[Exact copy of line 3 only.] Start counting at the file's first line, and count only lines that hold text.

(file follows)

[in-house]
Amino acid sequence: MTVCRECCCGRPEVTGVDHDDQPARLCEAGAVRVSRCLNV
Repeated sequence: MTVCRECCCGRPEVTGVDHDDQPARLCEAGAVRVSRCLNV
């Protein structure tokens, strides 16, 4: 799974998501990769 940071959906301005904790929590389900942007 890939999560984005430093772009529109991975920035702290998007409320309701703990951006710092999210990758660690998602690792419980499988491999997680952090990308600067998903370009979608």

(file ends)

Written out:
Repeated sequence: MTVCRECCCGRPEVTGVDHDDQPARLCEAGAVRVSRCLNV